10 Lower Powder (10090209)+, Lower Yellowstone (10100004)+, Lake Sakakawea (10110101)+*, Middle Little Missouri (10110203)+, Beaver (10110204)+, Lower Little Missouri (10110205)+, Lower Cheyenne (10120112)+, Cherry (10120113)+, Upper Cannonball (10130204)+, Cedar (10130205)+, Lower Cannonball (10130206)+, South Fork Grand (10130302)+, Grand (10130303)+, Upper Moreau (10130305)+, Lower Moreau (10130306)+, Bad (10140102)+, Middle White (10140202)+, Little White (10140203)+
+ Natural heritage record(s) exist for this watershed
* Extirpated/possibly extirpated
Ecology & Life History
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Basic Description: A spring annual herb with an erect stem that is highly branched and arises from a slender taproot, giving it a skeletal appearance. Several roundish basal leaves are arranged in a rosette. The stem leaves, located at the lower forks, are smaller and more oblong than the basal leaves. The flowers appear from July through September and are extremely small, pale yellow, and arise from the forks of the inflorescence.
General Description: Eriogonum visheri is an erect, annual herb from a slender taproot and is widely brached resulting in a skeletal appearence. Several basal leaves are arranged in a rosette. Stem leaves are located on the lower portion of the stem and are more oblong and smaller than the basal leaves. Flowers are extremely small and pale yellow.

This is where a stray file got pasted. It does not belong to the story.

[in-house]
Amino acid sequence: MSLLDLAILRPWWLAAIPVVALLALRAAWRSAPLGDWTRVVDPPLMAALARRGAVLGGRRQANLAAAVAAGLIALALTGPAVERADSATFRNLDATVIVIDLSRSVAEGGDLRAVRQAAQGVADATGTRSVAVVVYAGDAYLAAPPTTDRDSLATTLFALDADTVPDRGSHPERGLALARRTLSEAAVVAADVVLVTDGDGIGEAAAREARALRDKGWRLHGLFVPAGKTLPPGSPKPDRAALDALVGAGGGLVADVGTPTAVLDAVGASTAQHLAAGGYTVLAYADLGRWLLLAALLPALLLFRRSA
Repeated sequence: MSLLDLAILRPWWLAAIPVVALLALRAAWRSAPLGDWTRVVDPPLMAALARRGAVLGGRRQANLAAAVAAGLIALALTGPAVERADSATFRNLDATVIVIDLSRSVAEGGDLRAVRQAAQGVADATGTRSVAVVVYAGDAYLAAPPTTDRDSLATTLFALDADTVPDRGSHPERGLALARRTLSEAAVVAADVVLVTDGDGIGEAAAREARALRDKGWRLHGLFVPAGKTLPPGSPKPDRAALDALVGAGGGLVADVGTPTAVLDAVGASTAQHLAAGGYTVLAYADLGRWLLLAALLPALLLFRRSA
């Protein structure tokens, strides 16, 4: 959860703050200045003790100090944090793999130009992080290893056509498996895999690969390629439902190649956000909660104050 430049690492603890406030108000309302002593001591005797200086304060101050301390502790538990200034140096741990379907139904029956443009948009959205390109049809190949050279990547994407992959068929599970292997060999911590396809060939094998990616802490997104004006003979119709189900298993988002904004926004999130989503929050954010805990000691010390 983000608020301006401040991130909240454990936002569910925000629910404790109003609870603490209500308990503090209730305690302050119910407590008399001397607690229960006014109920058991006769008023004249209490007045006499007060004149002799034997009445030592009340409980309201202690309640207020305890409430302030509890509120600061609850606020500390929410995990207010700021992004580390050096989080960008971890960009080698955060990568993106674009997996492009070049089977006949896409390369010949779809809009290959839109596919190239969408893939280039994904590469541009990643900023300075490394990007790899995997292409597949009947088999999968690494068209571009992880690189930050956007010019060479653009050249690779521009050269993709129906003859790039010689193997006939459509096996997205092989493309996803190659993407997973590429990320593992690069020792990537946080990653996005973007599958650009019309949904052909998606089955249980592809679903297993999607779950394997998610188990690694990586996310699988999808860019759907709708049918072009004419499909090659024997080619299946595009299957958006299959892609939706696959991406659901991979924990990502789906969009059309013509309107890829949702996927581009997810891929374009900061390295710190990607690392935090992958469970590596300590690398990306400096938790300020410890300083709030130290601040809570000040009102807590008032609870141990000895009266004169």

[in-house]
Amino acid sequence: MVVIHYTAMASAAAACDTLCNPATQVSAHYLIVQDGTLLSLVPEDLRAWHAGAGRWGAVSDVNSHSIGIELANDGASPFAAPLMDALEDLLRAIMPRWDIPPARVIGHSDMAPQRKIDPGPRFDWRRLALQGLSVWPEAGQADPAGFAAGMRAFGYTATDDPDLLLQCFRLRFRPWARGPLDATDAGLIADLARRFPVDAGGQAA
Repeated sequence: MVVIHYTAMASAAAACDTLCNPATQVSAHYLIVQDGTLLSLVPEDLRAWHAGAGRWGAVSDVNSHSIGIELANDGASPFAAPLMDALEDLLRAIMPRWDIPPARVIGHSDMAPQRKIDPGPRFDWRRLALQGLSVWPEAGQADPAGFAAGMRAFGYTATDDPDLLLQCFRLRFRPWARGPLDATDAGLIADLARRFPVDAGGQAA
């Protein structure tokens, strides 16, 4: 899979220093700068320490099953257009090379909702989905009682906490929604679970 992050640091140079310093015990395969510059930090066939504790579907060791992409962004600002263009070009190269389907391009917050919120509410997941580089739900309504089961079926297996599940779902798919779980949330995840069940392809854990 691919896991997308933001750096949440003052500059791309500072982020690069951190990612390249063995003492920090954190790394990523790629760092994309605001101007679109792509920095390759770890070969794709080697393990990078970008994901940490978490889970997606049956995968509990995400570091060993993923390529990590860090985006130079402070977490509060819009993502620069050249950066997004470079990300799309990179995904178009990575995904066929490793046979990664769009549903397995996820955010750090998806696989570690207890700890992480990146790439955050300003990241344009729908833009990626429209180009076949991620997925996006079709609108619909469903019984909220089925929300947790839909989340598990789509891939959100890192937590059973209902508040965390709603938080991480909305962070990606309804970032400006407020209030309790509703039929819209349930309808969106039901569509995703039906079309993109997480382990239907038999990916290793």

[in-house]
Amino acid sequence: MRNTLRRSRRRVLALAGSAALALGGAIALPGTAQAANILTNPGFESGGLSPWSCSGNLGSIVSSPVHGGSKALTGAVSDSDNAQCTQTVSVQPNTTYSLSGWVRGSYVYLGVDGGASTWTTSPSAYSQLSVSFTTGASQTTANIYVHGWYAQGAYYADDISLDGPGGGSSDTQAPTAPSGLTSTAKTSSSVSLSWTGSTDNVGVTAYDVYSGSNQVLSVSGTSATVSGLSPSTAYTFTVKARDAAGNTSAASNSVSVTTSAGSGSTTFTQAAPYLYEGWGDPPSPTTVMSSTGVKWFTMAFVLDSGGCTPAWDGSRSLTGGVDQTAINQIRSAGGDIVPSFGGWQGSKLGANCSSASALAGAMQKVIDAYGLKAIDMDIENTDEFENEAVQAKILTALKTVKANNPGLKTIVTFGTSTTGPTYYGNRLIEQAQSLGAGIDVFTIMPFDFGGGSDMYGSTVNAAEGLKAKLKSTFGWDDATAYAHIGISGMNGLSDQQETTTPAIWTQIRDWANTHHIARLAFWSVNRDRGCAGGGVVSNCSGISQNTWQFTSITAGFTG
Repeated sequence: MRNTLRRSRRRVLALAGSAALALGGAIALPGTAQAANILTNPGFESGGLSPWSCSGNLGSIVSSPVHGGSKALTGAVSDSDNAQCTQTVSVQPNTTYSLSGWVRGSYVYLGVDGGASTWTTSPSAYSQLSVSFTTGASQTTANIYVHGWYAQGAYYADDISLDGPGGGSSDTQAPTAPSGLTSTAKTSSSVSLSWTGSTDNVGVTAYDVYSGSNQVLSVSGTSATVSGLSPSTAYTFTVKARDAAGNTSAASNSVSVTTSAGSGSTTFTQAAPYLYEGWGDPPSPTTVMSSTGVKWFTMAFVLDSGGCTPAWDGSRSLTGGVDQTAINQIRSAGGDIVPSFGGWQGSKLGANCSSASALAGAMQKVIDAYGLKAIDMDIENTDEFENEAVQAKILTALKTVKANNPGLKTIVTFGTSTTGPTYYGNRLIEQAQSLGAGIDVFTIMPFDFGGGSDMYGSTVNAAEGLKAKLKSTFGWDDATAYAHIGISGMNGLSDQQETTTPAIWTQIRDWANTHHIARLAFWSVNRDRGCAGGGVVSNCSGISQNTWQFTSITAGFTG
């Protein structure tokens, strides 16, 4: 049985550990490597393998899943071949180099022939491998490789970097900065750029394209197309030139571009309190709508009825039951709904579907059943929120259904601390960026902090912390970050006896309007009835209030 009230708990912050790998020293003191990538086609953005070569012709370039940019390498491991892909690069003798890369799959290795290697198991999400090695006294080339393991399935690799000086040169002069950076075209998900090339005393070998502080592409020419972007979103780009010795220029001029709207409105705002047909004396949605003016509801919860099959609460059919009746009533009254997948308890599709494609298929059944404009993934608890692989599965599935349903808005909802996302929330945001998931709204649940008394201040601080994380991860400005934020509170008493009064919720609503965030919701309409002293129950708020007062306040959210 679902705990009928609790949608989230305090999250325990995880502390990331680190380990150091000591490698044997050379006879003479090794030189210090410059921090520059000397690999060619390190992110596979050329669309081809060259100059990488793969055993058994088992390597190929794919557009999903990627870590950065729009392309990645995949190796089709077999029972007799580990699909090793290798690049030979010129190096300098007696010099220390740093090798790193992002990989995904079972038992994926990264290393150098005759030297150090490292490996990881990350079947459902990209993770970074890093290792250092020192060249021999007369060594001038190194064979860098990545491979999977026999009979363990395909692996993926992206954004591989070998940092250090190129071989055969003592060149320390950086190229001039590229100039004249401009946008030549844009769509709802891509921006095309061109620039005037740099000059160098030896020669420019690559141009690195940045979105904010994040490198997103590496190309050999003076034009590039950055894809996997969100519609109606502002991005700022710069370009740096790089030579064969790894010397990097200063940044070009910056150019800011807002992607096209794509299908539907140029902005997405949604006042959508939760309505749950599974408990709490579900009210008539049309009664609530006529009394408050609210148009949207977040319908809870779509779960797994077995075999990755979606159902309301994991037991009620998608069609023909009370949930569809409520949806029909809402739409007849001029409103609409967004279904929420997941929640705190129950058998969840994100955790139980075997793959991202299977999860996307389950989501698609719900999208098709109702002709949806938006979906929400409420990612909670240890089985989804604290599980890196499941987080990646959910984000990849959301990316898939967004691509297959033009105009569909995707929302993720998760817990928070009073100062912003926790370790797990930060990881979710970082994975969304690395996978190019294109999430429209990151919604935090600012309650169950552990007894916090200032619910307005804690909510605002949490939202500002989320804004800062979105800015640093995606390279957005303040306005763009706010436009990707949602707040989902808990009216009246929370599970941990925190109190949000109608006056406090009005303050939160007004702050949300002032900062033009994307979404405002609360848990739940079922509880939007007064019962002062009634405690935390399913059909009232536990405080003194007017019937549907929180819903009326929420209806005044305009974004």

Technical Description: Erect, spreading, annual herb, widely scattered individuals or in dense colonies, arising from a slender taproot, the single stem much branched, 15-35 cm high; leaves basal and cauline, the basal leaf ovate to reniform, 1.0-2.5 cm long, 1.0-2.0 cm wide, glabrous and green on both surfaces except sparsely scattered villous hairs along the margin and midvein, occasionally sparsely villous above when young, the margin entire, plane, the apex mostly obtuse to round, the base mostly obtuse or infrequently truncate, the petiole long, slender, 1.0-3.0 cm long, sometimes longer than the blades, sparsely villous to pilose, the cauline leaves elliptic, 0.5-1.5 cm long, 0.5-1.0 cm wide, similar to the basal leaves only more reduced, the petiole short, the leaves restricted to the lower nodes in the axil of the bracts; flowering stems erect, slender, 3-8 cm long, sparsely villous with white hairs; inflorescences open, 5-35 cm long, dichotomously or trichotomously branched at the lower node, dichotomous above, sparsely villous through, but becoming less so above; bracts scale-like, ternate, triangular, 1.0-2.5 mm long, glabrous within and without except for ciliated margins, occasionally villous without in some, connate at the base; peduncles lacking except in the forks of the lowermost branches, these erect, slender, 0.3-1.0 cm long, sparsely villous; involucres turbinate, sessile, and slender-pedunculate, 1.0-1.5 cm long, glabrous within and without except for a ciliated margin, the 5 acute teeth 0.3-0.6 mm long, the bractlet linear-oblanceolate, 1.0-1.5 mm long, minutely glandular to sparsely hirsutulous with white marginal cells, the pedicel 1.5-2.5 mm long, glabrous; flowers 1-few per involucre, yellowish with a slightly darker yellow to greenish-yellow or reddish-brown midrib, 1.2-1.8 mm long in anthesis, becoming 2.0-2.5 mm long in fruit, sparsely hispid with fine hairs especially along the midrib, glabrous within except for scattered minute glands at the base of the midrib, the tepals essentially simple, oblanceolate to oblong, united about 1/5 the length of the flower; stamens slightly exserted, 1.2-1.7 mm long, the filament glabrous, the anther yellowish, 0.3-0.4 mm long, oval; achene dark brown, shiny, ovoid-acuminate, 2.5-3.0 mm long, the large globose base tapering to a long, stout, 3-angled beak (Ode 1987, McGregor 1986).